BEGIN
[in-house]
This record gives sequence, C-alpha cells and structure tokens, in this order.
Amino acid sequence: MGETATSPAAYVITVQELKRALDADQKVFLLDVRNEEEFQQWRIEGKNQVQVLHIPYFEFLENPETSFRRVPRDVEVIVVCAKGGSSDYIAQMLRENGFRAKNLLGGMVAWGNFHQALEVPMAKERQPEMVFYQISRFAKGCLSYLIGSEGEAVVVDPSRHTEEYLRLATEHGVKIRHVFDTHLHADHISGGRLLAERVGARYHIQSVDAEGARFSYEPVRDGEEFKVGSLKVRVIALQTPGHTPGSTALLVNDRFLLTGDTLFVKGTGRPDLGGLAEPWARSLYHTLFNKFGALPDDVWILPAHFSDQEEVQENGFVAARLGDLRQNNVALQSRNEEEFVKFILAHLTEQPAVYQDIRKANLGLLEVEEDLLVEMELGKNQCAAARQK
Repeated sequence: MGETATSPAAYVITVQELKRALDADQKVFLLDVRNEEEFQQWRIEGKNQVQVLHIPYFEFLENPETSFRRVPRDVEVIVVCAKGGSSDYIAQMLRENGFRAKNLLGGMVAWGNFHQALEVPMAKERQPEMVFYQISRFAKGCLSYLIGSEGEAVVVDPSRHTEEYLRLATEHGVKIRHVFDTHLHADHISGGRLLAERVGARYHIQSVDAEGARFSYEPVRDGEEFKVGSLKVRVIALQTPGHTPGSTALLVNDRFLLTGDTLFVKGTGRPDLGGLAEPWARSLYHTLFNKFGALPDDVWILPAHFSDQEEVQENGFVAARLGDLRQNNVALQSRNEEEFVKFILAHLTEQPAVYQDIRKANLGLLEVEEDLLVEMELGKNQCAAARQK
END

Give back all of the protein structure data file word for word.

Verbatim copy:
[in-house]
This record gives sequence, C-alpha cells and structure tokens, in this order.
Amino acid sequence: MGETATSPAAYVITVQELKRALDADQKVFLLDVRNEEEFQQWRIEGKNQVQVLHIPYFEFLENPETSFRRVPRDVEVIVVCAKGGSSDYIAQMLRENGFRAKNLLGGMVAWGNFHQALEVPMAKERQPEMVFYQISRFAKGCLSYLIGSEGEAVVVDPSRHTEEYLRLATEHGVKIRHVFDTHLHADHISGGRLLAERVGARYHIQSVDAEGARFSYEPVRDGEEFKVGSLKVRVIALQTPGHTPGSTALLVNDRFLLTGDTLFVKGTGRPDLGGLAEPWARSLYHTLFNKFGALPDDVWILPAHFSDQEEVQENGFVAARLGDLRQNNVALQSRNEEEFVKFILAHLTEQPAVYQDIRKANLGLLEVEEDLLVEMELGKNQCAAARQK
Repeated sequence: MGETATSPAAYVITVQELKRALDADQKVFLLDVRNEEEFQQWRIEGKNQVQVLHIPYFEFLENPETSFRRVPRDVEVIVVCAKGGSSDYIAQMLRENGFRAKNLLGGMVAWGNFHQALEVPMAKERQPEMVFYQISRFAKGCLSYLIGSEGEAVVVDPSRHTEEYLRLATEHGVKIRHVFDTHLHADHISGGRLLAERVGARYHIQSVDAEGARFSYEPVRDGEEFKVGSLKVRVIALQTPGHTPGSTALLVNDRFLLTGDTLFVKGTGRPDLGGLAEPWARSLYHTLFNKFGALPDDVWILPAHFSDQEEVQENGFVAARLGDLRQNNVALQSRNEEEFVKFILAHLTEQPAVYQDIRKANLGLLEVEEDLLVEMELGKNQCAAARQK